Will Single Hull VLCs Adopt HBL?
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Monday, January 26, 2015

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Will Single Hull VLCs Adopt HBL?


Following the grounding of the Exxon Valdez 10 years ago, the US Congress pushed through the Oil Pollution Act (OPA 90) in the following year. Basically it brought in mandatory double hulls for tankers and stipulated phase-out times for existing single hull tankers.
The International Maritime Organisation (IMO) then amended the International Convention for the Prevention of Pollution from Ships (Marpol). As amended Marpol requires all single hull tankers, of any substantial size, to comply with one of a number of alternatives once they have reached the age of 25. These alternatives are to: fit double hulls, fit segregated ballast tanks, fit protectively located wing or double bottom tanks or adopt hydrostatic balance loading (HBL). Once those ships reach the age of 30, they can no longer be used to carry oil.
The industry has, since the early nineties, built a substantial number of double hull tankers while it is now starting to adopt HBL for older tankers. HBL involves partially loading tanks so that, if the hull is pierced near the bottom of the ship in a grounding, water flows into the vessel rather than oil flowing out.
A double hull configuration, as is now required in new tankers, gives extra protection by making it less likely that the cargo tanks would be opened up to the sea in the event of a grounding. It is worth remembering though that, if a double hull tanker's tanks are ruptured, oil outflow will be greater than with a single hull ship.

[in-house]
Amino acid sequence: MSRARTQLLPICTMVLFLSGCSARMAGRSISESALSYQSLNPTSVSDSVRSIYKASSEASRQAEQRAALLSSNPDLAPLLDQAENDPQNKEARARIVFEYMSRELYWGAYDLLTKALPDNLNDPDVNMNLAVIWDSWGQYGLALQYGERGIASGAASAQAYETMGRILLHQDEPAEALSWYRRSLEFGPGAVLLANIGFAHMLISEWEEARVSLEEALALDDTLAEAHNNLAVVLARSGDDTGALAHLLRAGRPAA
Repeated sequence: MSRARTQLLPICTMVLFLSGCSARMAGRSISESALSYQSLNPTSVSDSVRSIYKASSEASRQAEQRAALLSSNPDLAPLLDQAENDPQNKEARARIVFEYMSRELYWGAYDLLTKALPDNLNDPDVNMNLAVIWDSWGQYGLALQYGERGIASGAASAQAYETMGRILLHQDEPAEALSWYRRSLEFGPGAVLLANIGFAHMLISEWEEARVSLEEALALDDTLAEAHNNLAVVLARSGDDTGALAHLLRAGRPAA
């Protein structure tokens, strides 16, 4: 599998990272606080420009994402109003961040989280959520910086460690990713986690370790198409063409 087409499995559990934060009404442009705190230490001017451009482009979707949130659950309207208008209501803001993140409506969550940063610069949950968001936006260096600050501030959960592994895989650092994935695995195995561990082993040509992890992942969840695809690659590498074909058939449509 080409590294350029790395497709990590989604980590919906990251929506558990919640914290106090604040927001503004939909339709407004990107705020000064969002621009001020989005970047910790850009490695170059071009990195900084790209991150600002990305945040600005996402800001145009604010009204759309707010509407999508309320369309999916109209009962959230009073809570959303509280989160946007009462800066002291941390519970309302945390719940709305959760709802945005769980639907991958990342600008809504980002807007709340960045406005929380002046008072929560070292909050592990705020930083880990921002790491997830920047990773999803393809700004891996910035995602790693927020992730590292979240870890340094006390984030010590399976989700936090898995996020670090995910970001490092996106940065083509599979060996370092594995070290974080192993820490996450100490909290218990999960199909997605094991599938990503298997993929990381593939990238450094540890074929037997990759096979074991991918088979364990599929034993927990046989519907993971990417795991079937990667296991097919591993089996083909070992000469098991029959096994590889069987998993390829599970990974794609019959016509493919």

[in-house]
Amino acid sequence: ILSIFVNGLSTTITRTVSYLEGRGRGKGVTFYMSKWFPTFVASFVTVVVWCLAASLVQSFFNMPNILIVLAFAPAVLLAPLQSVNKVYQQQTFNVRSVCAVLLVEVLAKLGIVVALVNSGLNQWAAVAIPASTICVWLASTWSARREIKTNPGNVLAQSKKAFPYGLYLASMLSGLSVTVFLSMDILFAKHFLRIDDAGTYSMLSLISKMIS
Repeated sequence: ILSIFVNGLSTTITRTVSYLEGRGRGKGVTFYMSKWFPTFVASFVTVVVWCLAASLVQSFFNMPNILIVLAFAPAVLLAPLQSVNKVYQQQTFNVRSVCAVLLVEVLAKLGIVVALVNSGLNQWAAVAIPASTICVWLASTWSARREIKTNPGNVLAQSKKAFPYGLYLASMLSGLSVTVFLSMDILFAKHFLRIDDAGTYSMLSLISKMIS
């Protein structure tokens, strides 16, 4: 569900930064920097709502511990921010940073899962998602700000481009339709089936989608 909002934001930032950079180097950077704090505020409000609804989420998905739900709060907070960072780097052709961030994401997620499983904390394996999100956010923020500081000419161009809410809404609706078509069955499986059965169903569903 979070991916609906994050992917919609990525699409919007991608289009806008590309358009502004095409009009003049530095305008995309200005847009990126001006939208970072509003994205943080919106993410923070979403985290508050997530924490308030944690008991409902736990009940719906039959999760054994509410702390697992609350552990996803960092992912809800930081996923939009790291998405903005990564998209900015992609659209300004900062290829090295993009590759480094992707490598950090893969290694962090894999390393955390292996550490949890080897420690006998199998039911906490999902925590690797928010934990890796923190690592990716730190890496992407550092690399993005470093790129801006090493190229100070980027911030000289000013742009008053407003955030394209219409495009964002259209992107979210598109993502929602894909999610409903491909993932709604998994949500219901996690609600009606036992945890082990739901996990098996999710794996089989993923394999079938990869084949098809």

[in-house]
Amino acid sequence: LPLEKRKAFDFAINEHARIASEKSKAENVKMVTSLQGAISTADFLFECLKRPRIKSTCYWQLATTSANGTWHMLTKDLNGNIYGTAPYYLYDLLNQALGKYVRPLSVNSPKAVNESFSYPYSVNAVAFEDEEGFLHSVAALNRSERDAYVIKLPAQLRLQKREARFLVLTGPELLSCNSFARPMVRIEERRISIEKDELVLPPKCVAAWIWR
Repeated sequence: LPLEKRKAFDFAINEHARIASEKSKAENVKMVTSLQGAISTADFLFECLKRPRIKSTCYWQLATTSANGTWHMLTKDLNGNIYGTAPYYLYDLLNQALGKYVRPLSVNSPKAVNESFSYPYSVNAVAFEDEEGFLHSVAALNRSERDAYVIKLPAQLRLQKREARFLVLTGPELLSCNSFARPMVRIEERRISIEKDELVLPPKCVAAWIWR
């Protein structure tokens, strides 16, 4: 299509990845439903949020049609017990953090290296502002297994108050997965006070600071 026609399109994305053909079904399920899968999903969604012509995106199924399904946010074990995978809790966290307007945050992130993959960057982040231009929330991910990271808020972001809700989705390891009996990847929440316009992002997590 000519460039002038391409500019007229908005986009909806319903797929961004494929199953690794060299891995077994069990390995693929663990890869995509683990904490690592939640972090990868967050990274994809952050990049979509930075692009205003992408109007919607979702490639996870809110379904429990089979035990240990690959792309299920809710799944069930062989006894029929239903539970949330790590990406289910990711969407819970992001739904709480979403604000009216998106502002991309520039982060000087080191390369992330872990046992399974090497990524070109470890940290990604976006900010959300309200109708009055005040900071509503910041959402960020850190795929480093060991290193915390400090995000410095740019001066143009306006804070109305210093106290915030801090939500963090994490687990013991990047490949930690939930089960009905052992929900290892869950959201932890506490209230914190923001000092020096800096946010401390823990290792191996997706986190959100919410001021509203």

But there are problems which were not addressed at the time Marpol was changed and are likely to become more apparent over the next few years. Many experts were skeptical about the inherent suitability and safety of the double hull design for tankers. Those concerns were dismissed at the time but the first generation of double hull tankers have suffered problems which are likely to become more acute as time goes by. Considerable concern has been caused by the incidence of pitting in the bottoms of cargo tanks which raise the possibility of leakage of oil into those void spaces with the obvious associated dangers.
However, the question of how to treat existing vessels is an even thornier issue. In recent weeks a controversy has been raging over the wisdom of using HBL to keep older tankers, and especially very large crude carriers (VLCCs), going for their last five years before being barred from carrying oil by Marpol. Certain charterers, including BP, have apparently decided not to charter tankers using HBL.
That has, of course, worried the owners of older tankers. It has also worried the International Association of Independent Tanker Owners (Intertanko). In the meantime a recent recommendation stated by Stena Bulk calls for all single hull tankers to adopt HBL.
It would be in the best interests of the tanker industry if HBL is adopted for all single hull tankers. That would, in effect, mean that all tankers, single and double hull, offered roughly the same environmental protection in the event of a grounding.
Full article: Shipping Times


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